From a prizewinning, beloved young author, a provocative collection that explores the lives of colorful, intrepid women in history. “These stories linger in one’s memory long after reading them” (Star Tribune, Minneapolis).
The fascinating characters in Megan Mayhew Bergman’s “collection of stories as beautiful and strange as the women who inspired them” (Kirkus Reviews, starred review) are defined by their creative impulses, fierce independence, and sometimes reckless decisions. In “The Siege at Whale Cay,” cross-dressing Standard Oil heiress Joe Carstairs seduces Marlene Dietrich. In “A High-Grade Bitch Sits Down for Lunch,” aviator and writer Beryl Markham lives alone in Nairobi and engages in a battle of wills with a stallion. In “Hell-Diving Women,” the first integrated, all-girl swing band sparks a violent reaction in North Carolina.
Other heroines, born in proximity to the spotlight, struggle to distinguish themselves: Lord Byron’s illegitimate daughter, Allegra; Oscar Wilde’s wild niece, Dolly; Edna St. Vincent Millay’s talented sister, Norma; James Joyce’s daughter, Lucia. Almost Famous Women offers an elegant and intimate look at artists who desired recognition. “By assiduously depicting their intimacy and power struggles, Bergman allows for a close examination of the multiplicity of women’s experiences” (The New York Times Book Review).
The world wasn’t always kind to the women who star in these stories, but through Mayhew Bergman’s stunning imagination, they receive the attention they deserve. Almost Famous Women is “addictive and tantalizing, each story whetting our appetite for more” (Atlanta Journal-Constitution).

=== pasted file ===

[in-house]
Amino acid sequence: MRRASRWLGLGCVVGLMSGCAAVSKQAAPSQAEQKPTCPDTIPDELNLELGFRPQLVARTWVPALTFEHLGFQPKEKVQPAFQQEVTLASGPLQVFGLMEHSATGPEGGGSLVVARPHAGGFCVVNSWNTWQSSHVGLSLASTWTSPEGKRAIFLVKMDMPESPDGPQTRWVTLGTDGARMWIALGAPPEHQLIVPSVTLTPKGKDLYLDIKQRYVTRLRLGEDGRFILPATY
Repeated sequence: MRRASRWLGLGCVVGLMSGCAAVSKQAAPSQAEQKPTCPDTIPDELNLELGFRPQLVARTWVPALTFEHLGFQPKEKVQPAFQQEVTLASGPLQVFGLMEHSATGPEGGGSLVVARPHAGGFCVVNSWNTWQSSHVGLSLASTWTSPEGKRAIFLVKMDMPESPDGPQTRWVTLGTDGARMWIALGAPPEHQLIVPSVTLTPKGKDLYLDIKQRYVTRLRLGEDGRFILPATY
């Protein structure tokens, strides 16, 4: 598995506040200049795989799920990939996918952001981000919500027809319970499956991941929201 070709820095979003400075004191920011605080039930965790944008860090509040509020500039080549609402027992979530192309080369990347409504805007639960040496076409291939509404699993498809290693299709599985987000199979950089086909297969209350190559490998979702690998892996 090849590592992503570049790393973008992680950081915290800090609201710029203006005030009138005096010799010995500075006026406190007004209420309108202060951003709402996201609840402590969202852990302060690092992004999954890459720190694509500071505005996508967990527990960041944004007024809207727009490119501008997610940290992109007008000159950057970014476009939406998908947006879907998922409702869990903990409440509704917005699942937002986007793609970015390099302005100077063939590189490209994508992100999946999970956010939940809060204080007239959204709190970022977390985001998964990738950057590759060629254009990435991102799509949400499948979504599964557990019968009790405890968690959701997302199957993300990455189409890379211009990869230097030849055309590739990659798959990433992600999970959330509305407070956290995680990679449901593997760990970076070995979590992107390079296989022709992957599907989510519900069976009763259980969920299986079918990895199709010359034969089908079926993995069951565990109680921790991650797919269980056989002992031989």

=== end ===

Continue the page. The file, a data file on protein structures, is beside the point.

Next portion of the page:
The conceit for Bergman's second collection (after Birds of a Lesser Paradise) is immediately appealing short, punchy sketches of women either completely neglected by popular memory or better known for their association with men. Hence we have Lucia Joyce, daughter of James, in "Expression Theory," Norma Millay occupying the shadow of her sister, Vincent, in "Norma Millay's Film Noir Period," and the steady dissolution of Oscar Wilde's niece in "Who Killed Dolly Wilde?" Bergman's strongest stories concentrate on the historical moments in which her cast of characters (which includes conjoined twins, lady stunt motorcyclists, and smart-mouthed horn players) function as vectors, precisely because these women lesbians, artists, and African Americans remain outsiders in their own era. The larger-than-life boat racer "Joe" Carstairs makes her private island into a refuge for lost souls in "The Siege At Whale Cay"; the painter Romaine Brooks shuns even her servants in "Romain Remains"; and Butterfly McQueen repudiates both God and her most famous role, the maid from Gone With the Wind, in "Saving Butterfly McQueen." But for all its veneration for these women, the collection becomes repetitive too many devoted friends narrating the story of their doomed and famous peers, too many aging burnt-out dames and, overall, too little access to the actual voice and psychology of its heroines. Still, even with weaker entries like the redundant Shirley Jackson impression "The Lottery, Redux," the collection is worth it for its feminist reclamation of the narrative that for example celebrates Byron and forgets his abandoned daughter.